If the story of Adam and Eve is symbolic, where does original sin come from? And why was Jesus painfully and humiliatingly killed for a symbolic sin?

Some examples of the “immorality” of the Bible:

• Lot offered his daughters to a nasty gang (to be raped) in place of the angels they had wanted.

• Bloodthirsty ethnic cleansing, e.g. Joshua in Jericho.

• Abraham being willing to sacrifice his young son, Isaac.

• God punishing everyone by flood, including babies and animals.

• Leviticus 20 lists numerous sins for which the penalty is death, including cursing your parents, working on the Sabbath and adultery.

• Jesus exhorted people to leave the families (as cults do today).

• What is the moral message of spilling the blood of an innocent (whether an animal or Jesus) to atone for the sins of others?

• Is the inconsistency of anti abortionists supporting the death penalty and gun ownership in a similar vein? Which life is sacred? And why is euthanasia wrong if they’re going to a better place?

But if you pick and choose only the nice bits, who decides which to follow and which to ignore? You can’t claim Biblical authority if it’s subjectively selective. Morality comes from elsewhere.

We can still enjoy the Bible as literary and cultural heritage in the same way as we enjoy the Greek myths and Chaucer.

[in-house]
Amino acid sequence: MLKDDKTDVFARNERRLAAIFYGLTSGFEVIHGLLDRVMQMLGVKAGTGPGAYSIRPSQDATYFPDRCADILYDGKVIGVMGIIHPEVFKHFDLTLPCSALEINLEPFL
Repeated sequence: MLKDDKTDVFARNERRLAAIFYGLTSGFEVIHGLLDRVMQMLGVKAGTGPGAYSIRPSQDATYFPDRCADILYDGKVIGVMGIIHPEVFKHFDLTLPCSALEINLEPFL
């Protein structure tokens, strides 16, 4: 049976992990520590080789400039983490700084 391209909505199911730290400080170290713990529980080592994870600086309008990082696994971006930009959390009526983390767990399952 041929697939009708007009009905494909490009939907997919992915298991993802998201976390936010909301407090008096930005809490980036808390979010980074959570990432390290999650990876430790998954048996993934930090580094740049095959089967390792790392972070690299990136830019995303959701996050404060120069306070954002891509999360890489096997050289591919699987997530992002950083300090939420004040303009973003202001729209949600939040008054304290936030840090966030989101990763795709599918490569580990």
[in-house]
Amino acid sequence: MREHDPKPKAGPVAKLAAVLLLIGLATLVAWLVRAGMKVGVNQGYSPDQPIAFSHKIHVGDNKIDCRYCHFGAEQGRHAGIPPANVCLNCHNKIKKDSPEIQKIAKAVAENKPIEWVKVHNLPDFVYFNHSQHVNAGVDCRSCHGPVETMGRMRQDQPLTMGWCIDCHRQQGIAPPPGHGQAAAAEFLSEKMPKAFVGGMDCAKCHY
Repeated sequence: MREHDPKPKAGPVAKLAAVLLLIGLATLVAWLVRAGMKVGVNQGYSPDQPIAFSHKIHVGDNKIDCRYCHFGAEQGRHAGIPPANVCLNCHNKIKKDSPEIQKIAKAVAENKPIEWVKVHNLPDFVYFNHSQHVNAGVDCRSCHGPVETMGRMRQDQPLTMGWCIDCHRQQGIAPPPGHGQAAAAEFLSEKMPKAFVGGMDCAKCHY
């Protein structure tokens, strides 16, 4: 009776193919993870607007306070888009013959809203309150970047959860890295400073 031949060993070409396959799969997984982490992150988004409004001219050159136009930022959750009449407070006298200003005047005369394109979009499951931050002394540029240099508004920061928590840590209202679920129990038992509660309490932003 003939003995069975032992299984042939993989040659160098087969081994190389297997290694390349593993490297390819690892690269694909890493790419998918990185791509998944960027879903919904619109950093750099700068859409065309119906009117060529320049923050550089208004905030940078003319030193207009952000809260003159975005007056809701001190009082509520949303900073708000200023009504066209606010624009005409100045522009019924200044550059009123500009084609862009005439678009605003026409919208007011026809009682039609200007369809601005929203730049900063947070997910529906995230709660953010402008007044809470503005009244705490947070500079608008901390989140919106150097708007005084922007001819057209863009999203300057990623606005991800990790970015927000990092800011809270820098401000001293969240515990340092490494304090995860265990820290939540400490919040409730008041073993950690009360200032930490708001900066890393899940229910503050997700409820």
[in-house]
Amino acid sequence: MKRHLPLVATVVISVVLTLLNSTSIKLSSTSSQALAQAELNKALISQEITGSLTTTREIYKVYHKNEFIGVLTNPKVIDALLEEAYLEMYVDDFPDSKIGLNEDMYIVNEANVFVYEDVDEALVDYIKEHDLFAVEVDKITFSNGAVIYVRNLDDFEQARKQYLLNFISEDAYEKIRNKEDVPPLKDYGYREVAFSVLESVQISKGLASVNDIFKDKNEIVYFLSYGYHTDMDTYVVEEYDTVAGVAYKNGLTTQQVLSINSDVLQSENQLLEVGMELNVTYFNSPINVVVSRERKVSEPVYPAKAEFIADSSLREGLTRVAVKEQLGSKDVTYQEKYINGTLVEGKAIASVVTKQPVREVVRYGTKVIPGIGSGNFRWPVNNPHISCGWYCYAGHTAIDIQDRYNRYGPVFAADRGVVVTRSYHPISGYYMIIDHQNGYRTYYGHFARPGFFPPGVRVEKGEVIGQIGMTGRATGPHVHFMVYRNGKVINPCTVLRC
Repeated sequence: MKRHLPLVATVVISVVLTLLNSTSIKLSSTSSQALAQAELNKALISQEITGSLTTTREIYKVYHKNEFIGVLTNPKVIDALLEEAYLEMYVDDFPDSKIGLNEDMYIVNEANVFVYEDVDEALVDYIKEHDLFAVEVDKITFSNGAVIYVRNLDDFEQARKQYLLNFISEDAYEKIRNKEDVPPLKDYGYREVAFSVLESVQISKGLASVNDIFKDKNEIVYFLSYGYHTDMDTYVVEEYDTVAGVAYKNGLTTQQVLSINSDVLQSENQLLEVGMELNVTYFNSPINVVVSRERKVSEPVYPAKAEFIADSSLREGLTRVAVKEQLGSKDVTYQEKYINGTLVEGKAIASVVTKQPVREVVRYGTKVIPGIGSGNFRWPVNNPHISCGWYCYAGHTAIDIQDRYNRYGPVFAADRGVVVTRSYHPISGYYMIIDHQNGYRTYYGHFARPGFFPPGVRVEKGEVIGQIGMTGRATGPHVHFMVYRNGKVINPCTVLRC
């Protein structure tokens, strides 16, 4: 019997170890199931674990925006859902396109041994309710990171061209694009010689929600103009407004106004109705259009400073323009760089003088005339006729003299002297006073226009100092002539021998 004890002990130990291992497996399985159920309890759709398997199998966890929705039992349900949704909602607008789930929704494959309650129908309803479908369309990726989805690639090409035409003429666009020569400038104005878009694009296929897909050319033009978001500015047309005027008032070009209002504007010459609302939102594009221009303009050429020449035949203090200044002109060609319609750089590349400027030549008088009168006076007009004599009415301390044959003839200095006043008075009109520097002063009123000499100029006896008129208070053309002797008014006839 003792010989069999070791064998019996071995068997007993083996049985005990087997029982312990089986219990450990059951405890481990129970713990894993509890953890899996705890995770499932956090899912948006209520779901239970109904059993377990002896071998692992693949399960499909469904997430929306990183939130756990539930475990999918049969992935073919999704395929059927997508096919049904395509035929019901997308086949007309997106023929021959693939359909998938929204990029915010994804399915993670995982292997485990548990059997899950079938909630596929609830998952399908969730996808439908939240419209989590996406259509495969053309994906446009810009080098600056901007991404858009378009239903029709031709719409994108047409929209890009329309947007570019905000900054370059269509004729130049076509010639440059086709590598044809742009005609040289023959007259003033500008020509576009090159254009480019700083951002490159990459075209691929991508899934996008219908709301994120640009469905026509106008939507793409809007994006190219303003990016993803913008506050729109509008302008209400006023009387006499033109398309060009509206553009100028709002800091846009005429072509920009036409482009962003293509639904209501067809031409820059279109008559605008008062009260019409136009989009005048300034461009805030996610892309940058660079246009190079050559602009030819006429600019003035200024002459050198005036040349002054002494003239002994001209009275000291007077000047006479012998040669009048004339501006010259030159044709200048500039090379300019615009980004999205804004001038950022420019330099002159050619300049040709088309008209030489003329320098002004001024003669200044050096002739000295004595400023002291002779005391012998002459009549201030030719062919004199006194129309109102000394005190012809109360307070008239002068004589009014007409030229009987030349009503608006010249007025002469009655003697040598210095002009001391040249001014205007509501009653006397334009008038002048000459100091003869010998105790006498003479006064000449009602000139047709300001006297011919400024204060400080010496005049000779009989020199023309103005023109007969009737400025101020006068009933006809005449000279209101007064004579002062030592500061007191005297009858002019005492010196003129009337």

If religion is so good for our moral wellbeing, why is atheist antipathy restricted to words, whereas religions often resort to violence to gain support?

It’s often assumed that moving from polytheism to monotheism is some sort of progress – so Ibn Warraq suggested the logical progression is to subtract one more god and end up with atheism!

Surely Roman Catholicism is polytheistic? A trinity, Mary in multiple forms (“Our Lady of Fatima” and “Our Lady of Lourdes” etc), saints as demi-gods, ranks of angels etc.

Religion is expensive: building shrines, supporting priests and ultimately leading to death in some cases, yet it appears across the globe, so there must be some evolutionary advantage to its existence, even if there is a parasitic aspect. Human survival is complex and our babies are born very immature. They need to believe and obey parents about dangers around, so they’re equally credulous of irrational beliefs. Also, children are inherently dualist (mind and body are separate, so the mind can be a disembodied spirit) and teleological (inferring purpose in everything): both make fertile ground for superstition of all kinds.